• If possible, place dental wax over any sharp edges to prevent cutting your tongue or the rest of your mouth.
  • Do not prod, poke, or pull at any loose teeth.

Sometimes, a cracked and chipped tooth is cosmetic and doesn’t extend farther than the enamel surface. Unless there is excessive bleeding or sharp edges that can cut your gums and tongue, you don’t need to see an emergency dentist. In most of these cases, some quick composite bonding or veneers can repair the damage quickly. However, with more serious dental emergencies, you will most likely need a dental filling, crown, or root canal treatment to restore your tooth to its old self.

When can a broken tooth not be saved? While it’s always a dentist’s top priority to preserve our patients’ natural smiles, it’s not always possible. If a fracture or break extends below the gum line, your dentist might not be able to preserve the tooth. In these extreme cases, we will need to have it extracted. Once removed, you will need to find an appropriate replacement.

Tooth Replacement Options

Is it OK not to replace a missing tooth? Unless it’s a baby tooth, you should always replace a knocked-out or extracted tooth. Your jaw and the rest of your smile directly rely on your tooth to keep them healthy and intact. With tooth loss, the jaw bone no longer has the stimulation provided by the tooth’s roots, and it starts to shrink. It’s estimated that a quarter to half of the original jaw bone can disappear within the first year.

Without a false tooth to fill in the space left behind, this can create lasting issues affecting your appearance, quality of life, and dental health. When left unchecked and unfilled, this deepening socket pulls neighboring teeth into its orbit as they gradually lose their anchoring and shift out of their correct positions. As teeth move out of place, this leads to:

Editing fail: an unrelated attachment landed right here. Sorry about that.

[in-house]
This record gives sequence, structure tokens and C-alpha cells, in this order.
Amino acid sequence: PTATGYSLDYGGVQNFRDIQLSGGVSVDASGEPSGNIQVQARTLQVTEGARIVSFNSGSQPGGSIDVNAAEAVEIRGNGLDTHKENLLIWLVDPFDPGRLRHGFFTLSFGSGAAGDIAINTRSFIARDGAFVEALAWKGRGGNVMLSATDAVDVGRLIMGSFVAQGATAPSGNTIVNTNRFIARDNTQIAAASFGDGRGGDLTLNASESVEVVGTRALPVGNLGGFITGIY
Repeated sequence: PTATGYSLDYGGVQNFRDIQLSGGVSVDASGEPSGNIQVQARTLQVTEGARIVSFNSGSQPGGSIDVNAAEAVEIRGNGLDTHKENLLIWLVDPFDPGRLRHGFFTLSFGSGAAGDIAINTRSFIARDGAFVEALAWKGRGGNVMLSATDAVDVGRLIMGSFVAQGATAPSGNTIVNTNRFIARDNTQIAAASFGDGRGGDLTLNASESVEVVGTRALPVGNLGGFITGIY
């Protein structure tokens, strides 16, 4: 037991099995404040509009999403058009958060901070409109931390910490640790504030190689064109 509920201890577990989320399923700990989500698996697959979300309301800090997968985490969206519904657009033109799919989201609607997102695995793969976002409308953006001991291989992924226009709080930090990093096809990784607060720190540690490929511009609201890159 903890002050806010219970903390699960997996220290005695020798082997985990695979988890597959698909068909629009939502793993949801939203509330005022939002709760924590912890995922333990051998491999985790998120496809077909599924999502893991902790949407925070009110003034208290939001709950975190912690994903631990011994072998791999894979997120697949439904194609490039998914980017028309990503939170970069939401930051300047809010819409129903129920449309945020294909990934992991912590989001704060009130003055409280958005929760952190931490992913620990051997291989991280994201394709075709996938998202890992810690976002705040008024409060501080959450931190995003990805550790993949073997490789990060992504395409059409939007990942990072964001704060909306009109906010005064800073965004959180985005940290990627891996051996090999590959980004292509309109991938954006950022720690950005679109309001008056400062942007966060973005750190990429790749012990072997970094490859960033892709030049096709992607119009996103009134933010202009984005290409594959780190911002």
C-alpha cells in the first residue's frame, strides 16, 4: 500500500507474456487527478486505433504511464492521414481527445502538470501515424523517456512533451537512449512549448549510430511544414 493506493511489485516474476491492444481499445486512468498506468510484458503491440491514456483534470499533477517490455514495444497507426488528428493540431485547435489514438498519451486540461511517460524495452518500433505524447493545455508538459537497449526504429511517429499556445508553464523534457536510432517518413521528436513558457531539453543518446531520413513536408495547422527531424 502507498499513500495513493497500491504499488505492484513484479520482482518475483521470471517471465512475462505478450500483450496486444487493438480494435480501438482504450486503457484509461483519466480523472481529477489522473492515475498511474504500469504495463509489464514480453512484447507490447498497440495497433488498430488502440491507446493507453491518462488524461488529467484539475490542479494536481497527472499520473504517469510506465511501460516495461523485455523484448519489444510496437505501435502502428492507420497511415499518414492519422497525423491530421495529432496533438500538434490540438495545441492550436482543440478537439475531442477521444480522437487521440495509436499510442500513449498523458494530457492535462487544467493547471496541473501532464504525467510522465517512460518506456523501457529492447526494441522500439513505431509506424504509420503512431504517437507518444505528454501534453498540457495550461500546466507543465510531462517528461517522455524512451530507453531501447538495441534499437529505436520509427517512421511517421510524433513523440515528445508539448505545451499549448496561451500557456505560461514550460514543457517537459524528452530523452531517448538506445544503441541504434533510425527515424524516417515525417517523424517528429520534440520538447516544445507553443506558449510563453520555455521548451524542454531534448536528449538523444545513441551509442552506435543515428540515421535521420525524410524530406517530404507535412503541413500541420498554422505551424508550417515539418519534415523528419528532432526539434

• New gaps between teeth
  • Change in your bite’s shape and fit
  • Difficulty or pain when eating
  • Development of a lisp and other speech problems
  • Facial sagging
  • Lips becoming wrinkly and sinking into themselves
  • Teeth becoming loose and falling out

Not all replacement teeth can stop this bone loss. However, they are necessary to keep the teeth surrounding the empty gap where they are. At Nu Dentistry, our dentists restore patients’ missing teeth with dental implants, bridges, and partial dentures.

Dental Implants

Dental implants are widely considered the best teeth replacement option. They are the only ones that recreate your whole tooth, including the root. Dental implants are composed of three parts: an implant, an abutment, and a dental crown. The implant is a titanium screw surgically inserted in the jaw, acting as the false tooth’s anchor and artificial root. As it fuses with the natural bone, it stimulates the jaw and prevents bone loss. The crown is the “visible tooth” part of the implant, restoring your original tooth’s look, feel, and function. The abutment connects the titanium implant and crown. Altogether, implants are the only way to keep your jaw at its healthiest and most intact.

Dental Bridge

A dental bridge is an affordable, long-lasting way to restore between one and four missing teeth in a row. This prosthetic works by securing the dental crowns connected on either end of your false tooth to the remaining teeth bookending your tooth gap. Your new teeth can then rest in the space between to complete your smile. If you’ve knocked out a front tooth, your dentist may instead recommend other alternative options, like cantilever and Maryland bridges. Cantilever bridges use a single crown to hold them in place rather than two. Maryland bridges forego dental crowns entirely to connect themselves to neighboring teeth using small metal and porcelain wings extending from the false tooth.

Partial Denture

Partial dentures allow a dentist to replace any amount of teeth less than an entire arch as long as there are still enough remaining teeth to support it. For some people, this may be as few as one or two teeth. This prosthesis fits your fake tooth or teeth in place by resting its base against the back of the neighboring teeth. It can also be better secured with wire clasps that gook onto those support teeth.